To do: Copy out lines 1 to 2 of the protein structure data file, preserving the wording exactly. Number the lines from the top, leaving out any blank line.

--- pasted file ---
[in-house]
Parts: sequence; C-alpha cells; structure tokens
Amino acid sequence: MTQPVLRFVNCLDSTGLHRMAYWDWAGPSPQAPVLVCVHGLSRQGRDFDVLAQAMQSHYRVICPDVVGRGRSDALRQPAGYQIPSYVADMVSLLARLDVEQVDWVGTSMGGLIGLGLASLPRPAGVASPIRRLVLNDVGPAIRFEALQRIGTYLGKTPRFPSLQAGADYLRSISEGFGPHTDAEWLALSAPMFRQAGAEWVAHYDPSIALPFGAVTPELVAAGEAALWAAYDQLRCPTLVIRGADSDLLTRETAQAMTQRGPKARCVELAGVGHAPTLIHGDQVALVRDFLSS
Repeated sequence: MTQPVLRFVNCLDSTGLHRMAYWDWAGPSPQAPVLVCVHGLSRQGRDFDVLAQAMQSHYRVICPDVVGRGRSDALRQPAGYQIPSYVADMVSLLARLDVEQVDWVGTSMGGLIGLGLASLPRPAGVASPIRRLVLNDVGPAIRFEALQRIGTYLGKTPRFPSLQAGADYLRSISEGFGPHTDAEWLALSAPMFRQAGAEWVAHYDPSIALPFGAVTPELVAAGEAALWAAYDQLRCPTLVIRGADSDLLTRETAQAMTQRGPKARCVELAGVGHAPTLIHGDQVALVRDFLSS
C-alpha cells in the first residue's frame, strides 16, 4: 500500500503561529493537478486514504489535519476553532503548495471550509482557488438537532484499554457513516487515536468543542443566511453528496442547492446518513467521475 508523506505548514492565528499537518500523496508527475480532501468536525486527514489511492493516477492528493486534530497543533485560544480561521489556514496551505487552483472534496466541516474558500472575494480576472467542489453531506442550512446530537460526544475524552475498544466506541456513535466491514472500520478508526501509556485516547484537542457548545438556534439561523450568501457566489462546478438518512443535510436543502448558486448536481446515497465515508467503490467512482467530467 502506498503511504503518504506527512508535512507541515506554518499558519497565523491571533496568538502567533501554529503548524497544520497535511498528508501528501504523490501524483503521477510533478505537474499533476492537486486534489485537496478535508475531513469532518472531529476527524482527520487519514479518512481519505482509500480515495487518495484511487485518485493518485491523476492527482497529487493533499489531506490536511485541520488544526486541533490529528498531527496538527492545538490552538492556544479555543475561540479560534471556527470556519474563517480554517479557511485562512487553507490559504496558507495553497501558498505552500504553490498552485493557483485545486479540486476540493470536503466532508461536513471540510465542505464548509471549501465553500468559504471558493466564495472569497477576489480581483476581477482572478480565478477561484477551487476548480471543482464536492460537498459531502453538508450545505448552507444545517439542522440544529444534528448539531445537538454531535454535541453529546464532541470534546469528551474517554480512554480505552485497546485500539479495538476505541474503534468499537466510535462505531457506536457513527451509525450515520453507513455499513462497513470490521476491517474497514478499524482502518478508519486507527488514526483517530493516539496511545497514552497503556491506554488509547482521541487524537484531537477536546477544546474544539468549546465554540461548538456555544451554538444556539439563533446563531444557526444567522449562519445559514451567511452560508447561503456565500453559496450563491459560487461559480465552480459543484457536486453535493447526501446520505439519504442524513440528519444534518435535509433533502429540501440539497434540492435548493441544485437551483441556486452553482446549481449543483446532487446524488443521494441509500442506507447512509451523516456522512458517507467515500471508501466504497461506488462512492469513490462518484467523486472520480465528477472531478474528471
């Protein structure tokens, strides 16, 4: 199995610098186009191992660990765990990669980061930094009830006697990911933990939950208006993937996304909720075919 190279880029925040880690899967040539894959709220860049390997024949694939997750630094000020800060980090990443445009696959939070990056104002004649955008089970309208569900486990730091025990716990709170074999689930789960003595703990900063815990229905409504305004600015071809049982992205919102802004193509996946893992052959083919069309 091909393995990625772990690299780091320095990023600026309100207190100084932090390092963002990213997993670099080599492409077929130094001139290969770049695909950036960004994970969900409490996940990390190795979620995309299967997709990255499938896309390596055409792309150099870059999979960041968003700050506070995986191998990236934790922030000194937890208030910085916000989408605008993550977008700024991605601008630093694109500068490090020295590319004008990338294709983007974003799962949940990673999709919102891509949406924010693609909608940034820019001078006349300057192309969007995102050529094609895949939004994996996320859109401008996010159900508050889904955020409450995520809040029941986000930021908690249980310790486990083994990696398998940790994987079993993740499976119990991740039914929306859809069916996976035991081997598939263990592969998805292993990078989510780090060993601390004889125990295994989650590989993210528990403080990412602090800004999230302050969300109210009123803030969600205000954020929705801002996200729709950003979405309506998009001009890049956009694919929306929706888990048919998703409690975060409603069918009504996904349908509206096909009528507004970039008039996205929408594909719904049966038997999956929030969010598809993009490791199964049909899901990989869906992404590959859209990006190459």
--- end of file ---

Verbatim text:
[in-house]
Parts: sequence; C-alpha cells; structure tokens